Many Americans would agree that the most enjoyable part of their day is the moment their head hits the pillow, when they can recharge their batteries after a long, exhausting day.

But for some, the promise to relieve the stress of a hard day’s work with a good night’s rest is only a dream. A third of adults in the United States get less than the recommended seven to nine hours of sleep per night, according to the Centers for Disease Control. For National Sleep Awareness Month this March, it’s important to recognize the effects of restlessness on the body, and learn what to do to get the most out of your night.

“It’s often hard to turn off the brain from the day’s activities and try to clear the head,” says Dr. David Edelson, internist at HealthBridge Sleep Medicine in Great Neck. “I often recommend people learn to do short meditation periods.”

That’s because stress can interfere with a person’s ability to fall asleep. Some of Dr. Edelson’s patients are advised to use “Headspace,” an app that assists with meditation to help users clear their head and prepare for a restful night’s sleep.

Disruptive sleep can lead to many health risks, such as high blood pressure and heart disease. Losing sleep can be caused by many factors, and anyone can experience sleep disturbance differently. Distractions can also keep a person from falling asleep.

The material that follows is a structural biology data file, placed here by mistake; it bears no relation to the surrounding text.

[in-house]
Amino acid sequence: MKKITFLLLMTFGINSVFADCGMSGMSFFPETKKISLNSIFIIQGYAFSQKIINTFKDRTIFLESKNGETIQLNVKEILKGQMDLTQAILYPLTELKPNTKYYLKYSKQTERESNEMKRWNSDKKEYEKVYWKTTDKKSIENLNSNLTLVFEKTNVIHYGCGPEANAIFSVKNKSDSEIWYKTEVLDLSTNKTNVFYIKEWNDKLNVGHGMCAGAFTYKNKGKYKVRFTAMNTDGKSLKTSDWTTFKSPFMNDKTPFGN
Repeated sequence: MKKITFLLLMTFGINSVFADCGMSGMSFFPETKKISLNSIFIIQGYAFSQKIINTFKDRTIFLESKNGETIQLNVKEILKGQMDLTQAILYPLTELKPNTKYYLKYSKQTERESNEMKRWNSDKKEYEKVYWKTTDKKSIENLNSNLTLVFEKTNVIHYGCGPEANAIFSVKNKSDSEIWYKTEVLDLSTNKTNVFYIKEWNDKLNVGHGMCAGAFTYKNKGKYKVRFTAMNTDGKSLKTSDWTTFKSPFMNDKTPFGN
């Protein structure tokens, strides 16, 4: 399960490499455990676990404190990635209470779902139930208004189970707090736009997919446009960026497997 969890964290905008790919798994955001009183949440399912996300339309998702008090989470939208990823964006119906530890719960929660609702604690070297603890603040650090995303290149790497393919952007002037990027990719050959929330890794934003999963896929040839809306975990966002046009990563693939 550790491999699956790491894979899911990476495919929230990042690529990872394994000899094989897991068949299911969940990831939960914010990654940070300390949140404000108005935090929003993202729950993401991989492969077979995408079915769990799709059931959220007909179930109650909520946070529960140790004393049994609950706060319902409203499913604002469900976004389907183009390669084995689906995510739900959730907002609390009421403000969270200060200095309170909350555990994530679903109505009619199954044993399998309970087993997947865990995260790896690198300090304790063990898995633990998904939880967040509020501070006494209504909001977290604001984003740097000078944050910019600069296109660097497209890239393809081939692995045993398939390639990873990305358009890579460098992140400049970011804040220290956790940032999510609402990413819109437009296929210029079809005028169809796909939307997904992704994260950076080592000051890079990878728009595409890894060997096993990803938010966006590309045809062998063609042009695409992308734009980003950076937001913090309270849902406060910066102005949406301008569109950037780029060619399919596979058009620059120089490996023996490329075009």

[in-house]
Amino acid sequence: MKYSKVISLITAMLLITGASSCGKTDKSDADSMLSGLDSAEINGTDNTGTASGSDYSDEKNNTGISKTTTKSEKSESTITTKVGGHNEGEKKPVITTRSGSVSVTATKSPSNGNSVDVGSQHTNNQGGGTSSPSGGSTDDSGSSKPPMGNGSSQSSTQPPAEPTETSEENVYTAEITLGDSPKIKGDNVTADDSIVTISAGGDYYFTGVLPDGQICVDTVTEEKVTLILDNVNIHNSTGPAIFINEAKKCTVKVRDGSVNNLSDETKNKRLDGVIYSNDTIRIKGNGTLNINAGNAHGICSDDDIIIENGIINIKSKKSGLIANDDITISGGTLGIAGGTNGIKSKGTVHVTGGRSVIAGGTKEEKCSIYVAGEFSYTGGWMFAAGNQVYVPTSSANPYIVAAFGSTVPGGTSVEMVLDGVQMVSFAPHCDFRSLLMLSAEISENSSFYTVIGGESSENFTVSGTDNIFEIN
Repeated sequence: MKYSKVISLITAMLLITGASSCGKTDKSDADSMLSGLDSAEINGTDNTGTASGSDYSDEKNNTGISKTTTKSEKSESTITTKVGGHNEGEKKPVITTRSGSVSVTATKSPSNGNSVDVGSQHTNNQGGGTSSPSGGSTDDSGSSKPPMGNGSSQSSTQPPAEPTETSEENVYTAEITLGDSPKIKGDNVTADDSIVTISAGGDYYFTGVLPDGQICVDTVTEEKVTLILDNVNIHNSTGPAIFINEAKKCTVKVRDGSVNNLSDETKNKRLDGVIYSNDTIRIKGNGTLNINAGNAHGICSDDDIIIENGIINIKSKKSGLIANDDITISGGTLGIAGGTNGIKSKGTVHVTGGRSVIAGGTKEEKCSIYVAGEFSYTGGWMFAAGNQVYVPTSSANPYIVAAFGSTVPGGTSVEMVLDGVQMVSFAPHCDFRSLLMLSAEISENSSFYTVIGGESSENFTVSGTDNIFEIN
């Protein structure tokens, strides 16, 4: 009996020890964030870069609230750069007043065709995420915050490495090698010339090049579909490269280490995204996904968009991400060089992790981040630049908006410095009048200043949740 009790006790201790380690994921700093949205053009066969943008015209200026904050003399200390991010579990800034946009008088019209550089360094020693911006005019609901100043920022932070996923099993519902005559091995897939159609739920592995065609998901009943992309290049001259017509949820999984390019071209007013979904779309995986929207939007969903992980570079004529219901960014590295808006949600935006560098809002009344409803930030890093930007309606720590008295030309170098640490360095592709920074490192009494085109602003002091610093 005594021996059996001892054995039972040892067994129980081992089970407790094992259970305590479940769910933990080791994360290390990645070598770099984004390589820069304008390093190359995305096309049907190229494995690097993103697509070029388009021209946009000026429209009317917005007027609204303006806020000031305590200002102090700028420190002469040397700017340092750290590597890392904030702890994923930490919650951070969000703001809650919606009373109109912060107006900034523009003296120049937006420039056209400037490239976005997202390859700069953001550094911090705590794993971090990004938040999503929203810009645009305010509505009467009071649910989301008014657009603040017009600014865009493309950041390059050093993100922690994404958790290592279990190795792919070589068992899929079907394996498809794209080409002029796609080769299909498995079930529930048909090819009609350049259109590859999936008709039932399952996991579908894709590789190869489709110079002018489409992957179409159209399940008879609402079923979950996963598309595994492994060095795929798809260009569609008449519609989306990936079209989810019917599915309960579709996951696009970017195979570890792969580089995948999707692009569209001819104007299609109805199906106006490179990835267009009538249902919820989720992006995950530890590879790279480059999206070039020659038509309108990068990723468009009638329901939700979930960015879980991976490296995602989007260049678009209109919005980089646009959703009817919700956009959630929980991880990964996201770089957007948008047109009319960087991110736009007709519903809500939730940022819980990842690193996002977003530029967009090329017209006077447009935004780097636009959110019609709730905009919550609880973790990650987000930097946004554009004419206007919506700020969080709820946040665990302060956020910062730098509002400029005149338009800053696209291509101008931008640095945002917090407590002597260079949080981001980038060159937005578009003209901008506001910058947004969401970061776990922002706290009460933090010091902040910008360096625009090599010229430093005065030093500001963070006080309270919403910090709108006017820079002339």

“Proper sleep hygiene is essentially creating a sterile environment for sleep,” says Edelson.

He recommends keeping the room completely dark, noise kept to a minimum, keeping electronic devices powered off, and keeping pets out of the room. Changing old habits may be the simple solution to falling asleep faster. If sleep maintenance or staying asleep is the problem, a sleep disorder may need to be ruled out.

“Sleep apnea is a condition where people actually stop breathing for periods of time, or slow down their breathing to the point where their blood oxygen levels drop,” says Edelson.

Due to recent advancements, testing for sleep disorders has become easier and more comfortable than before, allowing people to stay in the comfort of their own home. Those experiencing loss of sleep should consult a sleep physician to determine the cause and map out their treatment options.

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